Bringing hope across Canada

Ovarian cancer is not one disease, it represents a variety of diseases; unique types that react differently to treatment. Ovarian cancer cannot be addressed with a one-size-fits all approach. Thus, Ovarian Cancer Canada takes a multi-pronged approach to ensure that all types of the disease, even the rarest ones, are prioritized to ensure that everyone benefits from the best available science as quickly as possible.

Julia Laliberte

Meet Julia. Julia Laliberte was diagnosed with low-grade serous ovarian cancer, which is among the rare forms, comprising less than 10 percent of cases.

“I admit, I was not aware of ovarian cancer until it became personal for me in 2020. I was just thirty-four years old when everything came to a standstill. Nothing prepares you for being told you have advanced stage ovarian cancer,” says Julia Laliberte of Montreal, Quebec.

Research on this type has been extremely limited, but Ovarian Cancer Canada is changing that by prioritizing funding of studies on rare ovarian cancers.

“There is a great need to allocate more funding for research on rare cancers. It is important to appreciate that 40-50% of gynecological cancers are rare,” says Dr. Mark Carey, Clinical Professor, Department of Obstetrics and Gynaecology University of British Columbia. “However, the number of rare cancer types is increasing, due to our ability to define molecular subgroups of cancer – even within the more common types of cancer (lung, breast, bowel, prostate)”.

Ovarian Cancer Canada’s research initiatives currently funds four of Dr. Carey’s projects, all focused on low-grade serous cancer:

  • Dr. Mark Carey, University of British Columbia: Development and/or molecular characterization of low-grade serous ovarian cancer cell lines and patient-derived xenografts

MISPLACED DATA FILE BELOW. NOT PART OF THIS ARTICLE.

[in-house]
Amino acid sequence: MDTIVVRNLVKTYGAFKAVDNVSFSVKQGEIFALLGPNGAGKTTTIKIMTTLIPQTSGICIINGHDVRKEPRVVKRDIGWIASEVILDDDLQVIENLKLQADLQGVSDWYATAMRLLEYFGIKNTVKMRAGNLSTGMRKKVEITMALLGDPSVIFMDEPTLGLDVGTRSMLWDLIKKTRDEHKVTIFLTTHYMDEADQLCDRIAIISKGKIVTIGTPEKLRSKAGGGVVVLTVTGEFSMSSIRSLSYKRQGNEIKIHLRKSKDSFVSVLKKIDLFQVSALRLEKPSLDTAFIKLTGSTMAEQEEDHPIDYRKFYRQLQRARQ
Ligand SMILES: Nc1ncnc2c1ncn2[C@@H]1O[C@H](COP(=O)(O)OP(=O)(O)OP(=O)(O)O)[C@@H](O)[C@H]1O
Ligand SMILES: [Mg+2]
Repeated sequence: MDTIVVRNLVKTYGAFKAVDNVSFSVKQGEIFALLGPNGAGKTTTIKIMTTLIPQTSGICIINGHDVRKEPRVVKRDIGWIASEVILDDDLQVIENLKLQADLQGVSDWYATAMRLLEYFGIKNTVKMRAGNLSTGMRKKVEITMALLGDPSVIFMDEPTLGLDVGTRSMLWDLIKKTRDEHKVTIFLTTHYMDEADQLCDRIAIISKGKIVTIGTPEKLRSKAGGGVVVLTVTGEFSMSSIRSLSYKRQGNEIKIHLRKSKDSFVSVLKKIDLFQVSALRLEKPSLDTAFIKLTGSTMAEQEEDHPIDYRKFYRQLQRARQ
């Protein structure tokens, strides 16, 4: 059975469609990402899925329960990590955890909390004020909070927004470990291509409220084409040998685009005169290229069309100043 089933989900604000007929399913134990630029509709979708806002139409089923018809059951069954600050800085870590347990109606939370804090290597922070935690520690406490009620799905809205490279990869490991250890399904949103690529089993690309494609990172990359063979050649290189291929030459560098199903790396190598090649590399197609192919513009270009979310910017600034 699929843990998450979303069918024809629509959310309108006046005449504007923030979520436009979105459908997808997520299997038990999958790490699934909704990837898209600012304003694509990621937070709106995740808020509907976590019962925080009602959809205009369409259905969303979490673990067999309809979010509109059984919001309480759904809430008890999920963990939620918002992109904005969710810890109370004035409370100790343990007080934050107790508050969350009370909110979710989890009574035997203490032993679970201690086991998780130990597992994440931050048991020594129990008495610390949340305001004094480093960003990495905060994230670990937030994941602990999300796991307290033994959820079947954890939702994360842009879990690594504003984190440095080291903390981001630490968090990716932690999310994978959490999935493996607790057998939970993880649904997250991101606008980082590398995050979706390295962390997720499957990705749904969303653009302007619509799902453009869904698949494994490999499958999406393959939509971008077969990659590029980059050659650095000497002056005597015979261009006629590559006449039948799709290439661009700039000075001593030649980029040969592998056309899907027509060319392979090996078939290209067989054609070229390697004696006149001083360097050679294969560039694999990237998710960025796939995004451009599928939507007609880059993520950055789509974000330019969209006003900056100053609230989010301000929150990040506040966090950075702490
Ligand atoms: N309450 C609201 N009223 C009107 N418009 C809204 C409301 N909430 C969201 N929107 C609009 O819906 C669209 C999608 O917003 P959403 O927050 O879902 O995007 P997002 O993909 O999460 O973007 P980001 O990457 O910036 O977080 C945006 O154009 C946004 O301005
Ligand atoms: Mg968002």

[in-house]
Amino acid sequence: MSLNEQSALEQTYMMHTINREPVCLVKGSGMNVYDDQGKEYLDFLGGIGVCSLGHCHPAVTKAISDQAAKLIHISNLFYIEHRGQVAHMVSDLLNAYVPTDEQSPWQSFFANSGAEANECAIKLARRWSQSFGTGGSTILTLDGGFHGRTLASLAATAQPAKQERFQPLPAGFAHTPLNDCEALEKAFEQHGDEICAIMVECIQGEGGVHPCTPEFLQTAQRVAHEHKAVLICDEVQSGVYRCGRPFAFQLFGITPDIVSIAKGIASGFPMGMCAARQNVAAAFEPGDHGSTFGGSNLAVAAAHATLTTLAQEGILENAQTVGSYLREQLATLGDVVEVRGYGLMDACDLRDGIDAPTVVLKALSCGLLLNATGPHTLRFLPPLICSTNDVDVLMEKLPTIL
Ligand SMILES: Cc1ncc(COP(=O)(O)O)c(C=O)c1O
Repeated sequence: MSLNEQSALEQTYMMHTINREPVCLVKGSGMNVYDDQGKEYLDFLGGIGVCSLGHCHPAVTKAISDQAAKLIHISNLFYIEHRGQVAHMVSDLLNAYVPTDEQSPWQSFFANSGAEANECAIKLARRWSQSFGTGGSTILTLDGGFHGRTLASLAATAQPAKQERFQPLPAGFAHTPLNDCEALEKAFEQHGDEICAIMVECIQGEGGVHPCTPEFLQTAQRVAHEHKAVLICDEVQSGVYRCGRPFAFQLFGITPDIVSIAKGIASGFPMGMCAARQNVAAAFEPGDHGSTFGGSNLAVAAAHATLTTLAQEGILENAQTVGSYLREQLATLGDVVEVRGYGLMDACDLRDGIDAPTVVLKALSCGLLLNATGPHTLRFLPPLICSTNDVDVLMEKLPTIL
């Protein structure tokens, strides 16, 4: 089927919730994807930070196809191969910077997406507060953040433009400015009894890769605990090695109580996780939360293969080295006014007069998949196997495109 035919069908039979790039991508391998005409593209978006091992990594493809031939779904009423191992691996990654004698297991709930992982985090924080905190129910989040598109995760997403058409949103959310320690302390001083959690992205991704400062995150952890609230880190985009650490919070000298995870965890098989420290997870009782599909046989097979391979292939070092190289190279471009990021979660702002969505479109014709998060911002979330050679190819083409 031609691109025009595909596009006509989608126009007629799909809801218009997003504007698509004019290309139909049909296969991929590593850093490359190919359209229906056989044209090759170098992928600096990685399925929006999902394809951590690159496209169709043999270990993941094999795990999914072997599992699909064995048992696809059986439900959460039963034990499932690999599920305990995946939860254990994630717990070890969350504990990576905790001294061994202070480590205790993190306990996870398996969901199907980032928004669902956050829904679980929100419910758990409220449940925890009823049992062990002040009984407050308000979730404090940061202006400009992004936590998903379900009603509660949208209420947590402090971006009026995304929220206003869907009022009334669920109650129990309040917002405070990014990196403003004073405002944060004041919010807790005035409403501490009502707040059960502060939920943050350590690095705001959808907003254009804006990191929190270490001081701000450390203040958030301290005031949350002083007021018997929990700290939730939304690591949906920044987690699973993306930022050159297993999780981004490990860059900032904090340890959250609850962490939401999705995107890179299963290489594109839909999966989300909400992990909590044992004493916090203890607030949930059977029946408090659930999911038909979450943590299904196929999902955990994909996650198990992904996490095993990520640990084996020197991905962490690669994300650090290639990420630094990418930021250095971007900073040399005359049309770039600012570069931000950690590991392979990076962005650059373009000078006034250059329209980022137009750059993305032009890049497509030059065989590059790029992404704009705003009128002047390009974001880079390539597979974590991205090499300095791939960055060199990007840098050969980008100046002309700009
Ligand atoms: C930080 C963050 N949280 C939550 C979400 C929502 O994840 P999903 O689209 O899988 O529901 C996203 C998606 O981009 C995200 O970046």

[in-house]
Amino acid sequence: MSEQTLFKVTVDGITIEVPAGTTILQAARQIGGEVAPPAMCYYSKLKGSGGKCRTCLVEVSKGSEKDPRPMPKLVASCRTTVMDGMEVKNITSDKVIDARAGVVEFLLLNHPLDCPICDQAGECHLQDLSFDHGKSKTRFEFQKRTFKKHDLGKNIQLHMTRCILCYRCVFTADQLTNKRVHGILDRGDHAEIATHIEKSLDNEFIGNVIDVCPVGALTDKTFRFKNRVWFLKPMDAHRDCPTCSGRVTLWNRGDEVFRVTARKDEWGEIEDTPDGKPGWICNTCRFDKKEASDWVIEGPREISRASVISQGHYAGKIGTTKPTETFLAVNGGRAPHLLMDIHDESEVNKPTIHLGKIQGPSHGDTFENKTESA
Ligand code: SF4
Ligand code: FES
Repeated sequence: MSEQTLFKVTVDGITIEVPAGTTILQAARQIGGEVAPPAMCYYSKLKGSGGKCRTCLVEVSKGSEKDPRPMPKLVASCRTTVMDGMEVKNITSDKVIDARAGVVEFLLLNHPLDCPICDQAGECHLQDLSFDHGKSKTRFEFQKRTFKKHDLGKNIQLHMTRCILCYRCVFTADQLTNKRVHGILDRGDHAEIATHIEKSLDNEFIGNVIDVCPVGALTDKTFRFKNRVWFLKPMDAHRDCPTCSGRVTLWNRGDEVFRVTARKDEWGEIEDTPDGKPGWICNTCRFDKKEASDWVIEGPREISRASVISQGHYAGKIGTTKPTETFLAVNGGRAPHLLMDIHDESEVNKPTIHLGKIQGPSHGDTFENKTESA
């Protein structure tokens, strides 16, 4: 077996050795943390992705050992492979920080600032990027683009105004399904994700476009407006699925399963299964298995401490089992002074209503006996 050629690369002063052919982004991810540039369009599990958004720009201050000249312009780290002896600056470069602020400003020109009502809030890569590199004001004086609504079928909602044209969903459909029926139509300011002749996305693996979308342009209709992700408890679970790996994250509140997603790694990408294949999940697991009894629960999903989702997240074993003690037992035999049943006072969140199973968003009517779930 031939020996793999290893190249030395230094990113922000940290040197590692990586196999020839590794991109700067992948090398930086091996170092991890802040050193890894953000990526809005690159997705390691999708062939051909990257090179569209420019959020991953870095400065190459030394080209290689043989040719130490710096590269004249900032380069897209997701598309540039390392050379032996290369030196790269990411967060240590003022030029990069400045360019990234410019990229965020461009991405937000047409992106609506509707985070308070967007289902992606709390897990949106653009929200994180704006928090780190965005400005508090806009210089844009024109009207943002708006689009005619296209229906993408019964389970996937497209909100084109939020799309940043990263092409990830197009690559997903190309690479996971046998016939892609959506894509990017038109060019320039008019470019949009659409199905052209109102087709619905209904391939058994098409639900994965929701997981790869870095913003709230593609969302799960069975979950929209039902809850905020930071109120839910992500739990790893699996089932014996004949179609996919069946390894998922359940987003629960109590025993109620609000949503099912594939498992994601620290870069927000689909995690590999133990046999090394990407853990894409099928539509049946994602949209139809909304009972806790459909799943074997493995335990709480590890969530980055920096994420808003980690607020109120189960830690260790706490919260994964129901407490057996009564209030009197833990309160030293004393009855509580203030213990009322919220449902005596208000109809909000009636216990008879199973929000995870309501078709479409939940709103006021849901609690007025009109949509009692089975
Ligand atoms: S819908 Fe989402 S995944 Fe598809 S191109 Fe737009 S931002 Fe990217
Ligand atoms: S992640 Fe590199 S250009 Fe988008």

• Dr. Mark Carey, University of British Columbia and Dr. Trevor Shepherd, University of Western Ontario: Three-dimensional culture models for low-grade serous ovarian carcinoma
  • Dr. Mark Carey, University of British Columbia: Anti-estrogen therapy and ER/PR expression in low-grade Serous Ovarian Carcinoma
  • Dr. Anna Tinker and Dr. Mark Carey, BC Cancer Agency: Molecular evaluation of MEK/ER response in low-grade serous carcinomas: A clinical-translational study

“Women with this type of ovarian cancer have fewer treatment options, and fewer opportunities to participate in clinical trials. The need for progress is urgent,” says Dr. Carey. “We’re very pleased with the support from Ovarian Cancer Canada. Funding for work like this isn’t generally supported by traditional research grants.”

The ovarian cancer research community is one of the most engaged and collaborative in the world. Dr. Carey’s team shares findings across Canada and beyond to inform related studies.

“This is just one of the many researchers I am proud to have in my corner. I’ve seen with my own eyes the ground-breaking progress Ovarian Cancer Canada is making,” says Julia. “It’s exciting to know that research in labs all the way in British Columbia is making its way back to me in Montreal. This progress gives me hope – not just for me, but for the women like me, and the 3,000 more who will be diagnosed next year.”

With increased funding women like Julia can benefit from improved survival rates, more treatment options and more opportunities to participate in research.

“We are accelerating research progress. Taking research to new heights and we are earning international recognition for Canada as a leader in pioneering transformative research and discoveries,” says Tania Vrionis, CEO, Ovarian Cancer Canada. “We are committed to a research plan that aims to advance new treatments to improve the survival of women with ovarian cancer.”

The path ahead calls for added bench strength. Ovarian Cancer Canada is urgently pressing on, taking a sustainable approach that supports long-term research investments that improve treatment options for those living with the disease. It will take hard work, but Ovarian Cancer Canada is ready to rise to the challenge.


Ovarian Cancer Canada is affecting change, spanning from prevention, access to drugs and care through to research that is already changing lives. Every dollar you invest directly, and every time you engage with these efforts, is absolutely worth it. To help ensure this vital research continues, please donate at